Is it, as now appears apparent, that our national political leadership is, for the most part, fully bought and paid for by the medical, insurance, pharmaceutical, financial and banking industries?Hmmm. That gets closer to it.
Because the first couple of issues troubling though they are, are "foreign policy" and by definition, largely about foreigners. Americans have trouble picturing foreigners as "people", and as a result we often treat them as though they were not but something pesky and annoying, like jock itch. Americans have trouble seeing through their Yankee Doodle beer goggles at things that deal with what we do to foreigners, and so the results can be sui generis, like the dry-gulching and murder of Cheyenne women and children in "winter campaigns", the napalming of villages for the mistake of being there or the interment of innocent American citizens for the crime of being Japanese (and they were all slanty-eyed and kinda brown so they were LIKE foreigners).
But the last is a gen-u-wine red-blooded, born-on-the-Fourth-of-July kind of American problem. The figures don't lie; our nation has been getting more divided between rich and poor with the rich getting more of the riches, less secure, less provident for those of us still working for a living. Deregulation, or NONregulation, in the case of things like credit-default swaps (which the regulators didn't even understand, let alone know how to parse) has led to a bubble economy which benefited the rentier class and the financial geniuses that designed and ran the Ponzi scheme until some other fucking genius figured out that real estate doesn't just increase in value, every day, forever. While the manufacturing and agricultural jobs - people making and growing stuff - continue to flee, leaving us increasingly at the mercy of the people who drill and produce our fuel, grow our crops, make our steel and autos and televisions.
And health care?
Please! If you sat down and thought about it with both hands you couldn't come up with a system designed to produce a worse outcome in the long run that insurance and health care for profit! Think about it. Both have relatively fixed costs for the basic services. So how do you make more money if you're selling medicine (or insurance) to sick people? How does any business make money?
You sell less for more, of course. Or you sell the same, only charge more. Or you charge the same but provide less.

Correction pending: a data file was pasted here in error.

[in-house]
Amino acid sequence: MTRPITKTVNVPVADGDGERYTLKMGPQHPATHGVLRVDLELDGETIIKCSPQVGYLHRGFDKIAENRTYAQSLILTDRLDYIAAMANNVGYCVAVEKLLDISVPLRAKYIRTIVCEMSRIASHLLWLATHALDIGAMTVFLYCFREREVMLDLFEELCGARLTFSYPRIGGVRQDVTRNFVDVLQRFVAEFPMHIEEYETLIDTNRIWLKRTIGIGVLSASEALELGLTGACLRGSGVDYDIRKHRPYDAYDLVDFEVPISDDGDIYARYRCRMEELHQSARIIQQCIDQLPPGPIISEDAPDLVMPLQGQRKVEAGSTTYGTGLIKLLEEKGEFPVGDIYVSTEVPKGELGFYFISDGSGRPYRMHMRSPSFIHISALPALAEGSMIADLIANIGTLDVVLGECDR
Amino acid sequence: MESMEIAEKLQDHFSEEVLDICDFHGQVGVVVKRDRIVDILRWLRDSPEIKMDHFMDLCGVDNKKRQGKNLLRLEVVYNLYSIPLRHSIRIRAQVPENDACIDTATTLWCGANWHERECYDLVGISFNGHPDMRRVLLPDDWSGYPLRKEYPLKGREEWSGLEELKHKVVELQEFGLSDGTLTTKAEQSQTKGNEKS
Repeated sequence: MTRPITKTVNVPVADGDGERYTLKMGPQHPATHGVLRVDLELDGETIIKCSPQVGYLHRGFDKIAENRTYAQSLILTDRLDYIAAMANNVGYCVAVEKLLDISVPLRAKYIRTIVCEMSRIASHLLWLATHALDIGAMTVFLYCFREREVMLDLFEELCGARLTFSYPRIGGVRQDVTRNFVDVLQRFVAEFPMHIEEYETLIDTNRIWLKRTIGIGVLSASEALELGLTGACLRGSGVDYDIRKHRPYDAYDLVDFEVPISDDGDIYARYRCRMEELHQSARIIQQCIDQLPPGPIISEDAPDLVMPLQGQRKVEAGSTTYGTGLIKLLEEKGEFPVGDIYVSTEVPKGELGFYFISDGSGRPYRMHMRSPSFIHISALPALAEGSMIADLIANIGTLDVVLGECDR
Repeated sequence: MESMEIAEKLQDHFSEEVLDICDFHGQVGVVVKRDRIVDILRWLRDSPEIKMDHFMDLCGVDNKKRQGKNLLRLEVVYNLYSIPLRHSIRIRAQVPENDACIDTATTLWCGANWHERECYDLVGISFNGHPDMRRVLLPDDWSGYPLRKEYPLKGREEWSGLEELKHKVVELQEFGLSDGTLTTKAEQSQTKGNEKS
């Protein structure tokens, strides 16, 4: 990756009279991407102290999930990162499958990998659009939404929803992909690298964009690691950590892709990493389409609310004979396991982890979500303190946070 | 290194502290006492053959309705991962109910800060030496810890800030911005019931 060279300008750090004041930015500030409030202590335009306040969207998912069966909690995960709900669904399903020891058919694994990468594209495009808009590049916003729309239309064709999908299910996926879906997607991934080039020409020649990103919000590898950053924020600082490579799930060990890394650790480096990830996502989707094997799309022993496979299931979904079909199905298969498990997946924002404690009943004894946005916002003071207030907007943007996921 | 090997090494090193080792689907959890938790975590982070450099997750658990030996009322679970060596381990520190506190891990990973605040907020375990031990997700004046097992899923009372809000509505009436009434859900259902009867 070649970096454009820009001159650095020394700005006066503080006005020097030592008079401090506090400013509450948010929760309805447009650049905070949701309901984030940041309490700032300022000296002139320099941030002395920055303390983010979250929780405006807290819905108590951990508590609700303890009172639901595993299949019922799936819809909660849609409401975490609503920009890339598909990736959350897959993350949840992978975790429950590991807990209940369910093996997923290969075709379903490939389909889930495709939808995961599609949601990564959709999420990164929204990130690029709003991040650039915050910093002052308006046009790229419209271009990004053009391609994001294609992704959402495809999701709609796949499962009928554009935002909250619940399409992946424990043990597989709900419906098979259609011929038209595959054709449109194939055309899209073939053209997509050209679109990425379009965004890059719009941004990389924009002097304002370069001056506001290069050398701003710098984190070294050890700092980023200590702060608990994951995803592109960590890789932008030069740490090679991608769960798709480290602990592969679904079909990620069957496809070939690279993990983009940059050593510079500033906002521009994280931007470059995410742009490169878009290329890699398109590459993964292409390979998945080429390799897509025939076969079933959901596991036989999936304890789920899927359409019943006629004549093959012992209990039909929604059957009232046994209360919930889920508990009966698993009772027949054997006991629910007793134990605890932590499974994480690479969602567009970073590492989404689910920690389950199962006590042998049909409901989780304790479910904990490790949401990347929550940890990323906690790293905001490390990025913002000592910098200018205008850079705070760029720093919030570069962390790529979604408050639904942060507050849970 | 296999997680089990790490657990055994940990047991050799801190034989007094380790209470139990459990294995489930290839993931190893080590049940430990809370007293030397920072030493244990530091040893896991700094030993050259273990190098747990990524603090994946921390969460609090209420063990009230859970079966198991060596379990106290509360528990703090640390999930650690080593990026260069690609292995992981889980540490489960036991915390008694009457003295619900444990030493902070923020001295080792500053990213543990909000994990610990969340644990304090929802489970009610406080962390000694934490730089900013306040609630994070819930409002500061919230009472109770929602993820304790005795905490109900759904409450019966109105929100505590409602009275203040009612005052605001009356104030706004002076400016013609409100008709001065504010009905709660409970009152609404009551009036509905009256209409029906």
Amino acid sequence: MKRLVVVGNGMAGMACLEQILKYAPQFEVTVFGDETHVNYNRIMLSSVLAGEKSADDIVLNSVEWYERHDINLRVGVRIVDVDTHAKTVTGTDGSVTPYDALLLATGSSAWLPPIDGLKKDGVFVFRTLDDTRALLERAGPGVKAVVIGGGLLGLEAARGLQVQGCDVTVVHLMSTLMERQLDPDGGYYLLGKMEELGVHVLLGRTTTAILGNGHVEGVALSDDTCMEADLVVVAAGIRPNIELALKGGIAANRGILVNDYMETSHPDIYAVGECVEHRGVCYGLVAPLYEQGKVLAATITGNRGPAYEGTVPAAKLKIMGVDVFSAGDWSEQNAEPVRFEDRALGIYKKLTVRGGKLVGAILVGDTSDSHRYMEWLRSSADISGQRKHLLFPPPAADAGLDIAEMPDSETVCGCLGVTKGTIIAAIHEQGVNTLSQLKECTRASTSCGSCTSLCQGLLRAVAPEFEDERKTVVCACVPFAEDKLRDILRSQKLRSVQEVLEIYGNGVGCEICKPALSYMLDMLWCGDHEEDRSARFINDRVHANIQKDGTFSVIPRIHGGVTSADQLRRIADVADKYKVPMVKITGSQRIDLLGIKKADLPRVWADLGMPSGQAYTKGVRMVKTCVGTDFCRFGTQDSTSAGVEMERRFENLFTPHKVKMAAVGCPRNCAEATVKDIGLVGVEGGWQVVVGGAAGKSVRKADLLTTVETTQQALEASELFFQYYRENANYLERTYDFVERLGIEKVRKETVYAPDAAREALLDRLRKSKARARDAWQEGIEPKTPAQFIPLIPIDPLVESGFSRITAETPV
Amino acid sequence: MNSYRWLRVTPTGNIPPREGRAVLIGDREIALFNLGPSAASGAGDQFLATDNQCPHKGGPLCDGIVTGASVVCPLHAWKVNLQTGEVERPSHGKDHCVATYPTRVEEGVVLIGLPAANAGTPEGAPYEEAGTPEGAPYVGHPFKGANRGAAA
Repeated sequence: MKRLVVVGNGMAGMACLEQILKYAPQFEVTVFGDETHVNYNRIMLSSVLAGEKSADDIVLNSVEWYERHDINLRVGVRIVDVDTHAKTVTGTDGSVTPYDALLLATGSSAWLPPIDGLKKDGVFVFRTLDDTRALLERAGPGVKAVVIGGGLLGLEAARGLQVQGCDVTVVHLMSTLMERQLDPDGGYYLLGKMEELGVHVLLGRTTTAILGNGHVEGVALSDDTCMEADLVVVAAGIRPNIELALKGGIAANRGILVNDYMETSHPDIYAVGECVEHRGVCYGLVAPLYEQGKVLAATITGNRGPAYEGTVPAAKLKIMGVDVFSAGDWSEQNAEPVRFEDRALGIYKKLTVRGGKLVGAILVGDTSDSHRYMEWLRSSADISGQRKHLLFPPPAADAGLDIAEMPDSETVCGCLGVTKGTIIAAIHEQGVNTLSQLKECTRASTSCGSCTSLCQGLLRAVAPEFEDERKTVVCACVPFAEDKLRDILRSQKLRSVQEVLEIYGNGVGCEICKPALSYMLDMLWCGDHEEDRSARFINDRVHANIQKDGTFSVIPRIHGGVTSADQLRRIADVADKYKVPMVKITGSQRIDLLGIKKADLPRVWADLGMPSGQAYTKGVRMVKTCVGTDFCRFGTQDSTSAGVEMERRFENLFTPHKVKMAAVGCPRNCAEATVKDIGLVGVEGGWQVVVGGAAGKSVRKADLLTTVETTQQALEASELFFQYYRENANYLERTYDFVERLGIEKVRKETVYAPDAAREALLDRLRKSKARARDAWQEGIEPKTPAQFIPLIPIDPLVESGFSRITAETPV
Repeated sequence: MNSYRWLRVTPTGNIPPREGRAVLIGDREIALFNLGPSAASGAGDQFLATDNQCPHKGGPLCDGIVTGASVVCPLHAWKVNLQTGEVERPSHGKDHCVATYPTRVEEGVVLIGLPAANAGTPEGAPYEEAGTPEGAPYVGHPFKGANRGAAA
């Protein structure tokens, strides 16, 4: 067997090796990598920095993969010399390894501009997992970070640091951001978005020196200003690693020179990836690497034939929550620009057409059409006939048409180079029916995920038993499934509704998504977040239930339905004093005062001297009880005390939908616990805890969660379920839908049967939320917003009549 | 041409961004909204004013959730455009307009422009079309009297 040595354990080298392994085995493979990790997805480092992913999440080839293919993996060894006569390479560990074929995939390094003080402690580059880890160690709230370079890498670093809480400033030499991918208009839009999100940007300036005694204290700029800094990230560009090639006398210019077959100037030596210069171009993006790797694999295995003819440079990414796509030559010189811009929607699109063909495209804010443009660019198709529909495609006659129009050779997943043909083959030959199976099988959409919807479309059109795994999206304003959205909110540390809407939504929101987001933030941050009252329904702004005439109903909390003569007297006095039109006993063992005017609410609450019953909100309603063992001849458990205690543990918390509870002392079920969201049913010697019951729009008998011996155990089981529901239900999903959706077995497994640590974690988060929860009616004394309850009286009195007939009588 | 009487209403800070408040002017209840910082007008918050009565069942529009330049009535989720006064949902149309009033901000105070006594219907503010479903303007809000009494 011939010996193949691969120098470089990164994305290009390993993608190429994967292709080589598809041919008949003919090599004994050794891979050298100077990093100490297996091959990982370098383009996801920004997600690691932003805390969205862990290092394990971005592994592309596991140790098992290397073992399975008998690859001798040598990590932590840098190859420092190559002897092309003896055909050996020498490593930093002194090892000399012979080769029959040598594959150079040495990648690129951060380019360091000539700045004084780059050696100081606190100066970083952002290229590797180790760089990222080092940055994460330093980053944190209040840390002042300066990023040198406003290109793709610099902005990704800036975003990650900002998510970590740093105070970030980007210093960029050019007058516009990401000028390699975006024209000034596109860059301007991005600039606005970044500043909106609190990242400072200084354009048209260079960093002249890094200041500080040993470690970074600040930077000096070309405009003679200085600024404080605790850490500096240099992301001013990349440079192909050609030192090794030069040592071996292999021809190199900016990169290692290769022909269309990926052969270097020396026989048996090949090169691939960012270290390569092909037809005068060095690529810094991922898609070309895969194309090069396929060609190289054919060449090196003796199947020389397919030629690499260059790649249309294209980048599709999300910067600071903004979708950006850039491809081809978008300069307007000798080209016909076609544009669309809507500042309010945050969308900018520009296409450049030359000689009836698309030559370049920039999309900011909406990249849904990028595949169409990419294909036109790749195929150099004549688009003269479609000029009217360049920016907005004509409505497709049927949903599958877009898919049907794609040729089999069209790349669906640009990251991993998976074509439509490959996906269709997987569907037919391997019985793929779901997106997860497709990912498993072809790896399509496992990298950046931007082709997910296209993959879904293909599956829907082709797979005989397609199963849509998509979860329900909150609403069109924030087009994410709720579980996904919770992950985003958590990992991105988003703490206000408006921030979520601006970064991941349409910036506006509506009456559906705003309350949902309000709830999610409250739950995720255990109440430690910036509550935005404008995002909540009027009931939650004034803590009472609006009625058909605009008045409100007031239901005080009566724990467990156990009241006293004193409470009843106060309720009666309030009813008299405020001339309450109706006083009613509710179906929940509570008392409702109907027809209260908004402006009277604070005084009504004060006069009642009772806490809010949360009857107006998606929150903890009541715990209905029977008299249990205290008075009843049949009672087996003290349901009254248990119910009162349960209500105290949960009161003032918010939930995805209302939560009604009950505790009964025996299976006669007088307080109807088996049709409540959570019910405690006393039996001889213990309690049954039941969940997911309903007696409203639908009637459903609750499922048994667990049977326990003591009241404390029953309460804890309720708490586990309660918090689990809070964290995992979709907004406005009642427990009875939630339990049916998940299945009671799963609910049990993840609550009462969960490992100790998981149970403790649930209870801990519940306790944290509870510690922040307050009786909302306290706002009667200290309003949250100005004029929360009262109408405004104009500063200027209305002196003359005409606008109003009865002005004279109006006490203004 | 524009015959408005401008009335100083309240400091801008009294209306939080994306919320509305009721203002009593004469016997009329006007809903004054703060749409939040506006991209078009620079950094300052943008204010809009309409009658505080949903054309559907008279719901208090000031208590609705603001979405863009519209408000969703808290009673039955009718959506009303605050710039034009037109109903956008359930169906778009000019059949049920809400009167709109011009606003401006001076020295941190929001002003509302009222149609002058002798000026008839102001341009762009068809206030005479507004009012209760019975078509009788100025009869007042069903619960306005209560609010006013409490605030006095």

You wonder why your insurance company fights you for every claim? Why that hospital Motrin cost you $29.50?
And the outcry? The sullen storm of wrath of the American people? Sick of being lied to, sick of being cheated? Sick of being led by people whose only real, central belief is in their own power, power at any price?
Near the end of "Claudius the God", Graves has the aging Claudius engineer several plots to return his Rome to a republic. They all fail. Graves' point to this, which has no basis in history or what we know of the actual man's beliefs or career, is to emphasize that when a formerly free nation has accepted servitude for too long, it cannot be returned to self-rule. The people have lost not just the ability, but the desire, to play an active part in their own destinies. Politically, they are dead men walking.
Claudius himself speaks Graves' words: "by dulling the blade of tyranny, I reconciled Rome to the monarchy".
In a sense there is a "happy" ending to the story of Claudius. His empire lived prosperously for several hundred more years. It produced masterworks of art and literature, architecture and governance. As, in the end, we may be remembered for as well.
But I fear that if we cannot muster the outrage now, today, at the combination of foolishness abroad and venality and greed at home, we may walk beneath the shadow of the statue of Claudius and peep about, to find ourselves dishonorable graves.